Hygeine theatre? Will deep cleaning help stop COVID-19?
We’re almost halfway through the summer and the strict COVID-19 lockdowns are starting to ease in many places around the world. As things start to open up people are gleefully deep cleaning every square inch in disinfectants and sanitizers, whether they need to or not. Anywhere you go will insist that you glob on some safety blanket sanitizer before entering, but is all this over-sanitizing necessary or even beneficial?
A war on common sense
This frenzied deep cleaning taking place across the world has been declared a war by some, but the scientific facts say that we could be doing more harm than good. The Centers for Disease Control and Prevention has clarified that COVID-19 spreads through airborne transmission and that touching a surface “isn’t thought to be the main way the virus spreads”. To date, surface transmission still seems quite rare.
Science says keep your deep cleaning to yourself
There were early studies of COVID-19 that concluded surface transmission is possible, but the critics of these studies pointed out that the concentration of the virus used in the testing were unrealistically high. An article in the medical journal The Lancet explains that to achieve the high levels of concentration used in the experiments, as many as 100 people would need to sneeze on the same exact area.
The criticism raised in The Lancet doesn’t mean that people should stop their normal hygiene practices, but that surface transmission might not be such a powerful factor. Still people insist on squirting you with gelatinous liquid everywhere you go, or dowsing entire cities with hydrogen peroxide, like one resident of Wauchula, Florida. There’s no spot too small to get a deep cleaning in an attempt to quell our growing anxieties.
Deep cleaning for COVID-19 might make things worse
Besides the possibility that all of this sanitizing is just theatrical hocus pocus, there’s a real chance that we’re doing more harm than good with this incessant deep cleaning. Money and resources are being spent on what’s been proven to be of questionable benefit, but also we’re creating the perfect environment for something much more dangerous and deadly than coronavirus, an antibacterial resistant bacteria.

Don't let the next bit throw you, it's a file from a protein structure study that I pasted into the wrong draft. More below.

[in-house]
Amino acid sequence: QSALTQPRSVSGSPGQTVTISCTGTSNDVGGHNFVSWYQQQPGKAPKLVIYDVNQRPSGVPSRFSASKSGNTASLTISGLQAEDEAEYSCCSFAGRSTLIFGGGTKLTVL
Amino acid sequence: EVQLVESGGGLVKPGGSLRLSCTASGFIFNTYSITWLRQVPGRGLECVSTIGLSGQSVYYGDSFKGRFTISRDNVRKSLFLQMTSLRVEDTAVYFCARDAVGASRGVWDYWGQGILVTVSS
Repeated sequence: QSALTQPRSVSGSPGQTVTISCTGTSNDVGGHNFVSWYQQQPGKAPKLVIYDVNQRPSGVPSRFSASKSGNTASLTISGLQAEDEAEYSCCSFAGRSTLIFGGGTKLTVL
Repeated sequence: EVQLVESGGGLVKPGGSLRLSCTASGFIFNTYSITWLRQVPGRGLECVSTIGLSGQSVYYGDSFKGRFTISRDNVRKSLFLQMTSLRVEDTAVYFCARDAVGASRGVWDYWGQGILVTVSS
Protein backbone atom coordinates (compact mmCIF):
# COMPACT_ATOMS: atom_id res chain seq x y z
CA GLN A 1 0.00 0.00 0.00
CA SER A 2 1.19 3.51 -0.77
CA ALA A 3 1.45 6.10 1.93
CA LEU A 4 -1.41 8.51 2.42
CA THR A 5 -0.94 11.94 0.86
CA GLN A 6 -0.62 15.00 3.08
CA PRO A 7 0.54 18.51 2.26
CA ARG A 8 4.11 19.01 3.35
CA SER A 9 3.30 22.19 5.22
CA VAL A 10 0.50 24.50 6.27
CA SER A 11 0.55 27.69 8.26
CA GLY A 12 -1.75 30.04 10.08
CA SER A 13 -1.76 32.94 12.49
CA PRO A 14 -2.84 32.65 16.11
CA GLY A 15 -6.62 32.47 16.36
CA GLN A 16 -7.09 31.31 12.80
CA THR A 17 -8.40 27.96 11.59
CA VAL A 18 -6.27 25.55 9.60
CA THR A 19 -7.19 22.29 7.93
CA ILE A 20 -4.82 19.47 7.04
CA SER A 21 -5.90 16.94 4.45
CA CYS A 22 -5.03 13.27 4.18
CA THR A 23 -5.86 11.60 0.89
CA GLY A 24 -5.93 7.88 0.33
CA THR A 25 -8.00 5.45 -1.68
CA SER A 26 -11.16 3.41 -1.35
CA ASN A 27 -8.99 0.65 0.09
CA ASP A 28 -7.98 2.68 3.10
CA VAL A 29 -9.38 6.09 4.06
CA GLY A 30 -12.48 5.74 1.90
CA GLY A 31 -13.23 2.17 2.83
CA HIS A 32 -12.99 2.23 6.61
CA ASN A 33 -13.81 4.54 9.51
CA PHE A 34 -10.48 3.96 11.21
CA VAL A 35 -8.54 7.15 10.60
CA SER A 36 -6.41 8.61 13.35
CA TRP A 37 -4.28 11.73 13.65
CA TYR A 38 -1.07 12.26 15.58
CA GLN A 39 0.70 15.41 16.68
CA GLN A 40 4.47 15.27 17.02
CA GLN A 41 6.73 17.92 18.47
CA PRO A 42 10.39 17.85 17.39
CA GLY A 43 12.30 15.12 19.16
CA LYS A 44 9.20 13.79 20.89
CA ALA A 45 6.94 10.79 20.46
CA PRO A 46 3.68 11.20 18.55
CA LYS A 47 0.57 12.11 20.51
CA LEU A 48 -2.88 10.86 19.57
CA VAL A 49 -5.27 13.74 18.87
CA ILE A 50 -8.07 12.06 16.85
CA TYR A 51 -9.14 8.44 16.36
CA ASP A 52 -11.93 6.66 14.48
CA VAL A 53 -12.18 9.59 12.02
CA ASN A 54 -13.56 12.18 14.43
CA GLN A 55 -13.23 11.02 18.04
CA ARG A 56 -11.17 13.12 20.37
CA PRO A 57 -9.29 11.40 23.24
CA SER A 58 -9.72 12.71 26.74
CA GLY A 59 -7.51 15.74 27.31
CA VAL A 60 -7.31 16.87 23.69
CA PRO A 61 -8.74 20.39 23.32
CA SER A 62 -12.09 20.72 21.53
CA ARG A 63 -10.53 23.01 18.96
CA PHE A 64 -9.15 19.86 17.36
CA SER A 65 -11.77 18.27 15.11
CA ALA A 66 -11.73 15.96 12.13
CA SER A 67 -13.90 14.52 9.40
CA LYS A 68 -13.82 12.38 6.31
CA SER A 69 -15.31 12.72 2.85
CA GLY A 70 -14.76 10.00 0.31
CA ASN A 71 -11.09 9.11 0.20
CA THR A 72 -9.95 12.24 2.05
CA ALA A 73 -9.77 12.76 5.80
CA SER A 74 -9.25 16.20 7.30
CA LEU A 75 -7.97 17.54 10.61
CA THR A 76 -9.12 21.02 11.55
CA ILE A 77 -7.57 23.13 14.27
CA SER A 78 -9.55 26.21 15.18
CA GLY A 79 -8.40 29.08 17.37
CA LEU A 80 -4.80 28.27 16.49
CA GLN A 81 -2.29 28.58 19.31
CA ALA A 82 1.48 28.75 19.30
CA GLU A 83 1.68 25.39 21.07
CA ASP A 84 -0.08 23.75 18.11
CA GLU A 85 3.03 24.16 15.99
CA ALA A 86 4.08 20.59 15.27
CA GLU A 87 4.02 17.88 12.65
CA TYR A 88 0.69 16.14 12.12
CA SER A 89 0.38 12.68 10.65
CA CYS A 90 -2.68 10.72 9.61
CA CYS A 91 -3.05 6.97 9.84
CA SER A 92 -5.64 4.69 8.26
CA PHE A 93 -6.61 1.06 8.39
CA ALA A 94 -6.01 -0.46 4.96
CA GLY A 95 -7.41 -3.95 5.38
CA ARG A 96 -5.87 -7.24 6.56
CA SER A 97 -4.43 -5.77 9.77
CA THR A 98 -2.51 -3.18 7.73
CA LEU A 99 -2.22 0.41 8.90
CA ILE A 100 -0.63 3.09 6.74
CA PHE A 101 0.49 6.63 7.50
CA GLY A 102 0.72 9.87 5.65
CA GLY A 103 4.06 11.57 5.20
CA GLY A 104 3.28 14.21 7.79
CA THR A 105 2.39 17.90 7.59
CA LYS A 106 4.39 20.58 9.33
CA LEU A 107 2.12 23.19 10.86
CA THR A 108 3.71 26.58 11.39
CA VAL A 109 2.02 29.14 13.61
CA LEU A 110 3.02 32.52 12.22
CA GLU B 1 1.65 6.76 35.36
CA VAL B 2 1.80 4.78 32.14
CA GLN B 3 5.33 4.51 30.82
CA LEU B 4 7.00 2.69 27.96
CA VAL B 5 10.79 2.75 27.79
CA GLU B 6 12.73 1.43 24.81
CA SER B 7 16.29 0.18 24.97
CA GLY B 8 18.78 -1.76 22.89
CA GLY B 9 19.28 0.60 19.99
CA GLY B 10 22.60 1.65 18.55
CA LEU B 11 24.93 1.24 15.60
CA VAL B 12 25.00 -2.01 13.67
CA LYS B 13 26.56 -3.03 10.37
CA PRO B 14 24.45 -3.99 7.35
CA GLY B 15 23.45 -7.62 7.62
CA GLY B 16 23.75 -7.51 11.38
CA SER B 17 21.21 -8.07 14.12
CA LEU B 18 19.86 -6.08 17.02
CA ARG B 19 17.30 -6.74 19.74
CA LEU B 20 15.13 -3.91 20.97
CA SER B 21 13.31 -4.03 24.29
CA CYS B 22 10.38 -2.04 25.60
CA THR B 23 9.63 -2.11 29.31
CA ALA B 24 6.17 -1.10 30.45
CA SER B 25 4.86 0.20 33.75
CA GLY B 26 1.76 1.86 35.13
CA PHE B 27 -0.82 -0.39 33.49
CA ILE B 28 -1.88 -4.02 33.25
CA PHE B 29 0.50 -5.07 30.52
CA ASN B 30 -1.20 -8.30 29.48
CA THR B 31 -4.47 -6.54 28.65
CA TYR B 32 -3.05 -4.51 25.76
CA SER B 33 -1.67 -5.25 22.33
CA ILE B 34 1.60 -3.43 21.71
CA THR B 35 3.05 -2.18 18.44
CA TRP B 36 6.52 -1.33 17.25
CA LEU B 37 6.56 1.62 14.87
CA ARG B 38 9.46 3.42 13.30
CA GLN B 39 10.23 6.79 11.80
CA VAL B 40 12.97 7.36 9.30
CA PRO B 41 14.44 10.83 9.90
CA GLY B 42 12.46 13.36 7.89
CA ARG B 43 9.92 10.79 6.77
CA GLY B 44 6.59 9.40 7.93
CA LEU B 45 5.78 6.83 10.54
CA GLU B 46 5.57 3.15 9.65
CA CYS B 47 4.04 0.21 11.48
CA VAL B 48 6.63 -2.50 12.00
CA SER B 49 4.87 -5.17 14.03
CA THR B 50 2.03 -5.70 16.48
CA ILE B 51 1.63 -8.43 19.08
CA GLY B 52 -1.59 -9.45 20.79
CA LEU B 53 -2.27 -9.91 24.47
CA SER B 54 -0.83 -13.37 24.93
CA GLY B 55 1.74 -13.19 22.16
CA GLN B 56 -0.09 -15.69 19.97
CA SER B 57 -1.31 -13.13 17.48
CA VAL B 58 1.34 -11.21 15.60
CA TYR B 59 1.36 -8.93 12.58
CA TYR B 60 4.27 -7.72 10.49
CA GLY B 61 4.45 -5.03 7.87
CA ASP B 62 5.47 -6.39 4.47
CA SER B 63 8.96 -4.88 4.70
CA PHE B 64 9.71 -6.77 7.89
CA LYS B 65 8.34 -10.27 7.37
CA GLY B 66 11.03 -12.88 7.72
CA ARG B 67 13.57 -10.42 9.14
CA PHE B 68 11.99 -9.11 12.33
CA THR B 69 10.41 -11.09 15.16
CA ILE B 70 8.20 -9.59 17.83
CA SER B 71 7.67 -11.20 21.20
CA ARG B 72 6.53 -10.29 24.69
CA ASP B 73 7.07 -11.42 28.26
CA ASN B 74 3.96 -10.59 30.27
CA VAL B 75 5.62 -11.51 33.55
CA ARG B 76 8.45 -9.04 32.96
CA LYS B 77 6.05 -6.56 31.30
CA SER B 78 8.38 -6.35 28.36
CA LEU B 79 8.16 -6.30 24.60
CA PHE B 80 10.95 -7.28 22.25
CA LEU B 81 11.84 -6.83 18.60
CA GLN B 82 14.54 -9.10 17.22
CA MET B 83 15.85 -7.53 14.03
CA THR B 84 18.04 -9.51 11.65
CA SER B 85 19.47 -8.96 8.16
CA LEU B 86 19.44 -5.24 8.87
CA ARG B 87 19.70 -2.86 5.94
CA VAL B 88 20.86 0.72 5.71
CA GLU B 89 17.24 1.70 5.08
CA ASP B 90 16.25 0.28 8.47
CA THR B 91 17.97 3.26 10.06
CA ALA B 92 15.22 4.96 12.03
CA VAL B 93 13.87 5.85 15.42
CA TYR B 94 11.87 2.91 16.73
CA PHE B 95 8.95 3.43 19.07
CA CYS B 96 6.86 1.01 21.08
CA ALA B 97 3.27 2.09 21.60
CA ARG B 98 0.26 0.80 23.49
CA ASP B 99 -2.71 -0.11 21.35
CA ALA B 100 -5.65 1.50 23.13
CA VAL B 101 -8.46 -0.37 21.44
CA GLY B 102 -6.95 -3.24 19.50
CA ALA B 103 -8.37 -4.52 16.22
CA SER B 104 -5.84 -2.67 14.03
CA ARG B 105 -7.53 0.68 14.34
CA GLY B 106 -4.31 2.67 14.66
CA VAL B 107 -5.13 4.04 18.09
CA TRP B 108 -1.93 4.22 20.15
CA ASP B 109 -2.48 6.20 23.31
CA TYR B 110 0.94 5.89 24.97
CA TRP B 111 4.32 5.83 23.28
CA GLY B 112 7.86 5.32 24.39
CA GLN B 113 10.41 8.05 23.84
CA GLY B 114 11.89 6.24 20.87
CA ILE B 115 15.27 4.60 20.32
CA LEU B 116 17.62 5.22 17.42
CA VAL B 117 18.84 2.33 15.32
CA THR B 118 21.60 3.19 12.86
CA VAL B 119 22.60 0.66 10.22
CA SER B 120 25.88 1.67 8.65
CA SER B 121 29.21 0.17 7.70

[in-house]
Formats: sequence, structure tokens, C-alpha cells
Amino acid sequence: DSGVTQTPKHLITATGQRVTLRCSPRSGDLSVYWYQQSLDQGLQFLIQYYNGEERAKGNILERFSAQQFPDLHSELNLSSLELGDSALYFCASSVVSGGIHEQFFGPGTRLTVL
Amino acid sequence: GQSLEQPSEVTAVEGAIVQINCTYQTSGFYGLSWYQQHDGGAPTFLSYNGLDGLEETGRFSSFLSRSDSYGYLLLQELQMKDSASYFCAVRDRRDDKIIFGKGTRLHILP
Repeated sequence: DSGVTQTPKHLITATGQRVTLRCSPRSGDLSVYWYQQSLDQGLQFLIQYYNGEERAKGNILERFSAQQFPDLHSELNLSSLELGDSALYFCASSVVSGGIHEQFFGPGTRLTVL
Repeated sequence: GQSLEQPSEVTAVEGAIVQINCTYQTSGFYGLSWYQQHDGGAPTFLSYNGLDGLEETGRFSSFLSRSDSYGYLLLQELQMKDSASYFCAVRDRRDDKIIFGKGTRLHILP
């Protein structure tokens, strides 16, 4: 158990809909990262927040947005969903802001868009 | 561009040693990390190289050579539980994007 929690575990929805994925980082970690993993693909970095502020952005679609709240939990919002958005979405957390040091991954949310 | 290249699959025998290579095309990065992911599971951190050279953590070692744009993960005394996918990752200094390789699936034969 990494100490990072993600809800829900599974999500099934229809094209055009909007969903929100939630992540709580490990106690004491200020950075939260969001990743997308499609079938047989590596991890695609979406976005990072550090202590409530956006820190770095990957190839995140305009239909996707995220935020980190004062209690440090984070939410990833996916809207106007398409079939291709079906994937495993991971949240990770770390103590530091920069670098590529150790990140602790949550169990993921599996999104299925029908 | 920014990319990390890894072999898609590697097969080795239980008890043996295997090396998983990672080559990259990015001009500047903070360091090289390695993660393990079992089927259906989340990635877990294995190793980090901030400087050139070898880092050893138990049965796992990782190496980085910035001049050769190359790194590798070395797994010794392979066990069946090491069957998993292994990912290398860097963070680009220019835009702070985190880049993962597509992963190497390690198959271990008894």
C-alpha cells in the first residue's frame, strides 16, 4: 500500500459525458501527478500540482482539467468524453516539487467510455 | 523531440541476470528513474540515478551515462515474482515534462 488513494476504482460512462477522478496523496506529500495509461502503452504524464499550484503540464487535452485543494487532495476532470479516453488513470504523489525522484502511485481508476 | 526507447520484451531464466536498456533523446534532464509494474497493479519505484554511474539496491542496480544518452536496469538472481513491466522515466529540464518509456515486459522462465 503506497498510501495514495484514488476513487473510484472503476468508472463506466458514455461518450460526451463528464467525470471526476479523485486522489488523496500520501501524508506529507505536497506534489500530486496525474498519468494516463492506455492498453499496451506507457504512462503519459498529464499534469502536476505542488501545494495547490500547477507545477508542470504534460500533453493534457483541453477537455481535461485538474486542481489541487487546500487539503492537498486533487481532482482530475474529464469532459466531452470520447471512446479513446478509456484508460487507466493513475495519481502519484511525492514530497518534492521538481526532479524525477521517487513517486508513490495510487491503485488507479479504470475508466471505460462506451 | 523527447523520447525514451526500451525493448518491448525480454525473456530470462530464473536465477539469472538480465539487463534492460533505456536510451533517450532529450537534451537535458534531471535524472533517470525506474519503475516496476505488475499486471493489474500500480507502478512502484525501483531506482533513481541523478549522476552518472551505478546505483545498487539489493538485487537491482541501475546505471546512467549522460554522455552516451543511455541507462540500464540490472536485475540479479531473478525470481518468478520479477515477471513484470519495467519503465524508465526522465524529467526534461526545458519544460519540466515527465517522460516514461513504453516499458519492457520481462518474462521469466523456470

As each surface is deep cleaned to perfection by OCD good samaritans, they’re killing all the weak bacteria and leaving only the strongest and deadliest bacteria. Back in 2019, The Centers for Disease Control and Prevention released a report that in 2019 2.8 million antibiotic-resistant infections occurred, killing over 35,000 people. This pales in comparison to the number of deaths related to COVID-19, but that’s not the point.
Deep cleaning our way to a world without penicillin
While sanitation anxieties ramp up, they will only speed up the process of creating stronger and stronger antibacterial resistant bacteria. If we create a super antibacterial resistant bacteria then penicillin will become almost useless and deepen our current health crisis. Before penicillin, 90% of children with bacterial meningitis died, strep throat or ear infections were deadly, and a simple cut might turn into an amputation.
When we do a deep cleaning we are essentially clearing space for a vicious antibacterial resistant bacteria to grow. Not only are we killing off the weakest bacterias, but we’re also reducing the competition any surviving bacteria will face. What’s even worse is that the sanitation blitzkrieg doesn’t even help stop COVID-19. All we do by sanitizing incessantly is to provide ourselves with a pacifier to ease our anxieties.
Deep cleaning gives us a false sense of security
The false sense of security that this deep cleaning creates is also dangerous because it gives us an excuse to be more careless with how we interact. People might opt to go to a crowded pub because the whole palace is sanitized, but won’t think twice about how close they are to the people they’re chatting with, and even less will think about wearing a mask.
So far the most reliable way to prevent the spread of COVID-19 is social distancing and wearing a mask, yet people seem to want to do anything else. Unfortunately, the elaborate sanitizing rituals that we’ve developed have created a social expectation to follow suit, even though they may do more harm than good.